Africa has some of the best renewable energy resources in the world, and yet more than 600 million people lack access to electricity.
That paradox is making green finance a core product offering for the development of the continent. In fact, the way funds are procured and allocated is already changing as both private and public lenders become more attracted to “climate compliant” players and project promoters.
As defined by the UN environmental program, “Green Financing” entails investments in environmentally friendly development priorities from public, private and non-profit sectors observing some of their set standards. In order to reach an acceptable rate of return, special attention is needed when assessing and managing environmental risks and to ensure that projects actually make for the required measurable environmental impacts. There is a growing number of green instruments in the market today with the most popular so far being green bonds, green banks, and carbon credit finance.
There is a strong need for investments in researching, developing, and improving green finance particularly as it is still difficult to determine green projects’ success or failure. To illustrate that concept, think of an economy like China which has been aggressively promoting the use of electric cars. One may automatically assume a positive environmental impact. Now, consider that the success of this initiative is generating the sale of a lot more vehicles than in the previous years and ask yourself a few questions such as how environmentally friendly are the factories producing these cars. Where is the energy coming from not only to make the cars but also to charge them on a daily basis? Is that green energy? Is it perhaps coming from coal plants? What is the expected lifetime of these vehicles and how do you dispose or recycle such a large volume of Lithium batteries? As you can see assessing the impact of a project and qualifying it for green finance is not as straightforward as it seems.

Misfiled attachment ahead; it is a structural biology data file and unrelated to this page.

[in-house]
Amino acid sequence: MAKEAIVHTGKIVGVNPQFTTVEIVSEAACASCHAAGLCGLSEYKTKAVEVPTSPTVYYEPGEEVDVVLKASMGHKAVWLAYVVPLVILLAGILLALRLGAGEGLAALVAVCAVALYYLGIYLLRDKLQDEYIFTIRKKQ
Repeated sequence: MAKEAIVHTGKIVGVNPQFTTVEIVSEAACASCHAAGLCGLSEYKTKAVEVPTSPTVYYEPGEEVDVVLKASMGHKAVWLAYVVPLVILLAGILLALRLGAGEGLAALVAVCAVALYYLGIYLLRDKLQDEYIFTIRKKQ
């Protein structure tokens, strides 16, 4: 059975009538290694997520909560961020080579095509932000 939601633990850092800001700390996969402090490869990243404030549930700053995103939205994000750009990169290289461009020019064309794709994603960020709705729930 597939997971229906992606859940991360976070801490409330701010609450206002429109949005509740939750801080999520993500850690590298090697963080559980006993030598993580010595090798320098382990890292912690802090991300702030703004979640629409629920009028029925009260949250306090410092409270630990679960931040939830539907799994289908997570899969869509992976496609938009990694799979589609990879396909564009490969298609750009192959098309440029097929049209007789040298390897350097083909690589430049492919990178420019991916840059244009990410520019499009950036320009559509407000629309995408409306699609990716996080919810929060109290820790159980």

A good understanding of how Green Finance works and accounting for its key elements when preparing a project can lead not only to a positive impact on society but can also enhance Africa’s economy in a long-term financial value.
As Sub-Saharan Africa is forecast to double its population by the year 2050 and considering the extent of regions with no access to electricity, the case for renewable energy investment in the continent becomes very interesting.
Also read: Top 5 Hydrogen Projects in Africa
600 million people lack access to electricity, yet as economies grow, the pressure for basic energy supporting social and economic development makes renewable energy a strong alternative. One that will also help mitigate the effects of climate change.
In order to increase the use of renewable energy in Africa, massive investments are needed. From an investment perspective, the many resources available can create new markets for electricity and transform existing ones, particularly as there are many large hydro plants that are now aging to a point they may need to be replaced.
Development of renewable energy at scale does require cooperation between the public and private sectors, at very least, the setting of a supportive regulatory and policy framework and it has increasingly been seen that in many African jurisdictions, the financial system can support the fight against climate change by mobilizing a portion of the $US1 trillion of institutional capital allocated to infrastructure into new, clean energy installations and clean, sustainable infrastructure across sub-Saharan Africa. Green projects will definitely be a key driver for investors who are interested in investing on the continent over the next couple of decades.
At end of the day, green finance will have a promising future in Sub-Saharan Africa, but only with the right commitment of all parties and the right mind frame.